The guy whose weakness is sound is in love with the girl who has sonic powers? Now that's a toxic relationship!
Frances Louise Barrison, aka Shriek,
escapes from captivity and forms a twisted family with like-minded villains to terrorize Spider-Man.
One of only two comic figures in this No Way Home series, it's apparent Shriek made the cut because she showed up in this past fall's Venom: There Will Be Carnage. (A bit ironically, the Venompool ML series was originally intended to be a loose tie-in with the movie, until it got delayed a year.) Now, Naomie "Tia Dalma/Eve Moneypenny" Harris doesn't look a lot like comicbook Shriek, but it's still the same character. Side note: what is it with non-MCU Marvel movies taking alabaster women who wear black clothes and turning them into black women with one slightly weird left eye? It's only happened twice, but that's still a heck of a coincidence. It's like the tractors/super-cars thing.
This is the classic Mark Bagley Shriek, circa the 1993 "Maximum Carnage" crossover. The main difference is that she's got fairly normal hair with bangs in the front rather than a giant mane billowing all around her like a black Starfire. She's got the diamond-shaped mark over her eye - maybe a scar or something - though it's black rather than 90s blue.
The figure uses one of the standard bodies
- the one with the butt, plus the Lady Deadpool chest. Since her costume is mostly just a black bodysuit with big cutouts to reveal her white skin, that works. She has a silver bracelet on her left wrist, a pair of silver disc earrings molded on her head, and a belt of silver discs draped around her waist that you think would be reused from one of the Black Widow figures, but surprisingly isn't. Her sleeves have ragged (painted) edges, reaching to the wrist on her left arm and just below the elbow on the right.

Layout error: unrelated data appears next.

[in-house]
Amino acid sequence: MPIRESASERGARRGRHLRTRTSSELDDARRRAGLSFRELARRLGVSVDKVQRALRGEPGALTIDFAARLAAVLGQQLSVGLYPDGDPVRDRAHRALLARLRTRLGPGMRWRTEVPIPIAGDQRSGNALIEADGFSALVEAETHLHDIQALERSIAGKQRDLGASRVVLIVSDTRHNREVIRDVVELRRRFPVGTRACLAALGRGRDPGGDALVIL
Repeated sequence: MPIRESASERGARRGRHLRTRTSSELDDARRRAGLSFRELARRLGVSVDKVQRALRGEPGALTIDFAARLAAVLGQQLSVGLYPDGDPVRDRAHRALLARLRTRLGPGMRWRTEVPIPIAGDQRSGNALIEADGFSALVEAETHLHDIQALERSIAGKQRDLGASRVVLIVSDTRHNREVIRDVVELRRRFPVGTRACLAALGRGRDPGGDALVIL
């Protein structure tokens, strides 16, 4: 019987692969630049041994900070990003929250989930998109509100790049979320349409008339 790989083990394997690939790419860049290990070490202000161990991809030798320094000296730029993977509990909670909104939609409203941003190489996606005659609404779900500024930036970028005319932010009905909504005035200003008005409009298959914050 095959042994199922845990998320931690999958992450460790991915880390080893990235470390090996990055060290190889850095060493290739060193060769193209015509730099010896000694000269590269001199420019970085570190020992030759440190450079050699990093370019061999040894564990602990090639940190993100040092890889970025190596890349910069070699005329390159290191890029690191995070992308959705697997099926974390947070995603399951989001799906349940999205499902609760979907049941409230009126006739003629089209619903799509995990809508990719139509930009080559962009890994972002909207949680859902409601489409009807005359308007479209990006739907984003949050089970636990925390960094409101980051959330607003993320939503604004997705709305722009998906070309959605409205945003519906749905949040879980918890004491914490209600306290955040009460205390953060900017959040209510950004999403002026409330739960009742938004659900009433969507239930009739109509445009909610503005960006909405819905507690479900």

Like we said, the white parts of her design are actually bare skin, meaning the body of the costume and the bit around her neck are two separate things, because that jagged white line runs all the way around
the front ond back of her torso. The little spikes on it suggest an audio visualization, suiting her sonic powers, but it does cause a problem: since the line goes all the way around, it's painted on pieces that move; thus, if you move the arms even a millimeter away from the position in which it was painted, the illusion is ruined. No way to avoid that, sadly. She gets a lot of hands, though: open, holding, or fists. But hey, big ups to Hasbro for molding the wrist joints in either black or white depending on the hand, so the colors match the arm rather than scraping away.
Shriek comes with two parts of this series' Armadillo Build-A-Figure: the torso and back-armor. Presumably they're separate pieces because it would otherwise have been too tough to get those big, round shoulders out of the molds? The armor on the lower back is molded on, after all.
We already have Carnage, Demogoblin, and Doppelganger, so with the release of Shriek, all we need is a Carrion to finish their dysfunctional little family.